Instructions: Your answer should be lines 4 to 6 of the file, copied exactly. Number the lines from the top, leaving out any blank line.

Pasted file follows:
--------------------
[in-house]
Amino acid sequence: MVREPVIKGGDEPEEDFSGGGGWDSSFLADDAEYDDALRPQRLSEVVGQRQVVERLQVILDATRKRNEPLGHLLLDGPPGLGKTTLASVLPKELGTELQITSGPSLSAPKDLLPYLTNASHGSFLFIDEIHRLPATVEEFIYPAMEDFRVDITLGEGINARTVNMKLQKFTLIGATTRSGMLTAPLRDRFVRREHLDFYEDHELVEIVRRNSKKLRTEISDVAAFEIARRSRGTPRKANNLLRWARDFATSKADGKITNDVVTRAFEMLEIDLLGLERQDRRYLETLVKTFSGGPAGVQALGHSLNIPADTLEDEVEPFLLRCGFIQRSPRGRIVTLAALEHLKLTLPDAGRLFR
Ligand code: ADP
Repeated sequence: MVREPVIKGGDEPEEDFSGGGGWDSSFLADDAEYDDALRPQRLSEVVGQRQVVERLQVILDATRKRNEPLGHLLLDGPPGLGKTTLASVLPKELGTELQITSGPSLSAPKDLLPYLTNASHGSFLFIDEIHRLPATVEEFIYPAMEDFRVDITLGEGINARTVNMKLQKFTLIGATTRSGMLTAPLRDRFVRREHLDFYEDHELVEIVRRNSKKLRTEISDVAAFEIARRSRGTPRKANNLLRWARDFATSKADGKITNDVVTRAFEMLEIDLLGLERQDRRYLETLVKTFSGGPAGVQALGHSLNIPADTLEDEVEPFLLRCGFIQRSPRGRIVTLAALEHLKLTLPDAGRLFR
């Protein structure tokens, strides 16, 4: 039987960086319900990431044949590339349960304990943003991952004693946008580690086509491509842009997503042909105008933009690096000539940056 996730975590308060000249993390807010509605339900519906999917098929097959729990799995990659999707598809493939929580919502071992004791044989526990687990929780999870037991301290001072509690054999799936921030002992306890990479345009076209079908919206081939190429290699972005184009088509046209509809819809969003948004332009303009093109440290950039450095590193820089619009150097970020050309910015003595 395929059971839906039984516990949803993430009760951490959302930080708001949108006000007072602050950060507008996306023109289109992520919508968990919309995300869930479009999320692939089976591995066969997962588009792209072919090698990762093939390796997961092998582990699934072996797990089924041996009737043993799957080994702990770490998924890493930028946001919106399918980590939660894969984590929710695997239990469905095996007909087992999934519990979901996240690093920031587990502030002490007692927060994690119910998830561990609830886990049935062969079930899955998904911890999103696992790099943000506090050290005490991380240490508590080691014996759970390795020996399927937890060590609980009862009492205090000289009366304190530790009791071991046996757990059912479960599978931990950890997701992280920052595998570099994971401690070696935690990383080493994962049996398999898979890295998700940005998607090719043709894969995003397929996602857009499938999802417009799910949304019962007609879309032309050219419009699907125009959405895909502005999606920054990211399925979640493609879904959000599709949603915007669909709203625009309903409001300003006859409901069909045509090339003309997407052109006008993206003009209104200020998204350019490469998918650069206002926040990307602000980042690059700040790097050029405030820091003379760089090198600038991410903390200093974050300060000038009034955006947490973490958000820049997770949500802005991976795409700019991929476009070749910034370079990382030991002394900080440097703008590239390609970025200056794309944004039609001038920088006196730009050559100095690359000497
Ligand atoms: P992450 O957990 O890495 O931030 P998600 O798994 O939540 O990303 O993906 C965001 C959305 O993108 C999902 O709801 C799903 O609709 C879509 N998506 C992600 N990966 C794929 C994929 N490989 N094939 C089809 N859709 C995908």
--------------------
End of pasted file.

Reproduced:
Repeated sequence: MVREPVIKGGDEPEEDFSGGGGWDSSFLADDAEYDDALRPQRLSEVVGQRQVVERLQVILDATRKRNEPLGHLLLDGPPGLGKTTLASVLPKELGTELQITSGPSLSAPKDLLPYLTNASHGSFLFIDEIHRLPATVEEFIYPAMEDFRVDITLGEGINARTVNMKLQKFTLIGATTRSGMLTAPLRDRFVRREHLDFYEDHELVEIVRRNSKKLRTEISDVAAFEIARRSRGTPRKANNLLRWARDFATSKADGKITNDVVTRAFEMLEIDLLGLERQDRRYLETLVKTFSGGPAGVQALGHSLNIPADTLEDEVEPFLLRCGFIQRSPRGRIVTLAALEHLKLTLPDAGRLFR
């Protein structure tokens, strides 16, 4: 039987960086319900990431044949590339349960304990943003991952004693946008580690086509491509842009997503042909105008933009690096000539940056 996730975590308060000249993390807010509605339900519906999917098929097959729990799995990659999707598809493939929580919502071992004791044989526990687990929780999870037991301290001072509690054999799936921030002992306890990479345009076209079908919206081939190429290699972005184009088509046209509809819809969003948004332009303009093109440290950039450095590193820089619009150097970020050309910015003595 395929059971839906039984516990949803993430009760951490959302930080708001949108006000007072602050950060507008996306023109289109992520919508968990919309995300869930479009999320692939089976591995066969997962588009792209072919090698990762093939390796997961092998582990699934072996797990089924041996009737043993799957080994702990770490998924890493930028946001919106399918980590939660894969984590929710695997239990469905095996007909087992999934519990979901996240690093920031587990502030002490007692927060994690119910998830561990609830886990049935062969079930899955998904911890999103696992790099943000506090050290005490991380240490508590080691014996759970390795020996399927937890060590609980009862009492205090000289009366304190530790009791071991046996757990059912479960599978931990950890997701992280920052595998570099994971401690070696935690990383080493994962049996398999898979890295998700940005998607090719043709894969995003397929996602857009499938999802417009799910949304019962007609879309032309050219419009699907125009959405895909502005999606920054990211399925979640493609879904959000599709949603915007669909709203625009309903409001300003006859409901069909045509090339003309997407052109006008993206003009209104200020998204350019490469998918650069206002926040990307602000980042690059700040790097050029405030820091003379760089090198600038991410903390200093974050300060000038009034955006947490973490958000820049997770949500802005991976795409700019991929476009070749910034370079990382030991002394900080440097703008590239390609970025200056794309944004039609001038920088006196730009050559100095690359000497
Ligand atoms: P992450 O957990 O890495 O931030 P998600 O798994 O939540 O990303 O993906 C965001 C959305 O993108 C999902 O709801 C799903 O609709 C879509 N998506 C992600 N990966 C794929 C994929 N490989 N094939 C089809 N859709 C995908």